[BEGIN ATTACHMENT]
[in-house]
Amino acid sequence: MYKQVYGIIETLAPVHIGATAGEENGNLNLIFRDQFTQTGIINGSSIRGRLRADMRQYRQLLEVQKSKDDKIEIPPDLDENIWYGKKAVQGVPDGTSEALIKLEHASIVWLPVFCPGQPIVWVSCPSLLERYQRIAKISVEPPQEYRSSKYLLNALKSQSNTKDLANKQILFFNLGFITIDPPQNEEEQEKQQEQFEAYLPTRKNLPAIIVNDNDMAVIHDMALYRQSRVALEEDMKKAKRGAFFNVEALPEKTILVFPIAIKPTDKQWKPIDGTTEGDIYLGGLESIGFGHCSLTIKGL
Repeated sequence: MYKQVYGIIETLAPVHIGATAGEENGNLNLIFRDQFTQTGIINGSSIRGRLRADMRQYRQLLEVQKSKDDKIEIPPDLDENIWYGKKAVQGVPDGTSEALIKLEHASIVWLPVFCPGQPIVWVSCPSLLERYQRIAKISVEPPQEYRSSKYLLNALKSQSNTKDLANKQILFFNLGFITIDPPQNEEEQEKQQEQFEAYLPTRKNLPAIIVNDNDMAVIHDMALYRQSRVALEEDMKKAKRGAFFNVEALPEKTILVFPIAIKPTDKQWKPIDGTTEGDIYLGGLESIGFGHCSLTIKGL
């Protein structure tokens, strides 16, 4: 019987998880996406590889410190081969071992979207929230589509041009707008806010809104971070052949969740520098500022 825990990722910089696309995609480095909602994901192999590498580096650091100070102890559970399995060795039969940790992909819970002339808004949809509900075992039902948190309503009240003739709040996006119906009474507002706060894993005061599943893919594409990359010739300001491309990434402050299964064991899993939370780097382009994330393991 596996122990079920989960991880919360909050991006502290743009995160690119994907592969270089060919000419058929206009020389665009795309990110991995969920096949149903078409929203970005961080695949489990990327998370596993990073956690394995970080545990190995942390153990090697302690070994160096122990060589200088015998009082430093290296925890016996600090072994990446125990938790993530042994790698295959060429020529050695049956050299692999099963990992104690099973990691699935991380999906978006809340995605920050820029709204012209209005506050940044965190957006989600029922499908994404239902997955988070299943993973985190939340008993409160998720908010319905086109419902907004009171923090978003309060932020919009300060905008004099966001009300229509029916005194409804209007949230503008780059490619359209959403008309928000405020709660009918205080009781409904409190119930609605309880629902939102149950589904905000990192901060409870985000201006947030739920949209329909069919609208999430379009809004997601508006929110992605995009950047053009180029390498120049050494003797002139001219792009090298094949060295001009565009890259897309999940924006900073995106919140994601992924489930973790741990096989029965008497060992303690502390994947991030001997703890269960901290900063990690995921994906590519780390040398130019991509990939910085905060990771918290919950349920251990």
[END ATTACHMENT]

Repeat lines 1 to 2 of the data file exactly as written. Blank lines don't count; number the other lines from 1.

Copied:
[in-house]
Amino acid sequence: MYKQVYGIIETLAPVHIGATAGEENGNLNLIFRDQFTQTGIINGSSIRGRLRADMRQYRQLLEVQKSKDDKIEIPPDLDENIWYGKKAVQGVPDGTSEALIKLEHASIVWLPVFCPGQPIVWVSCPSLLERYQRIAKISVEPPQEYRSSKYLLNALKSQSNTKDLANKQILFFNLGFITIDPPQNEEEQEKQQEQFEAYLPTRKNLPAIIVNDNDMAVIHDMALYRQSRVALEEDMKKAKRGAFFNVEALPEKTILVFPIAIKPTDKQWKPIDGTTEGDIYLGGLESIGFGHCSLTIKGL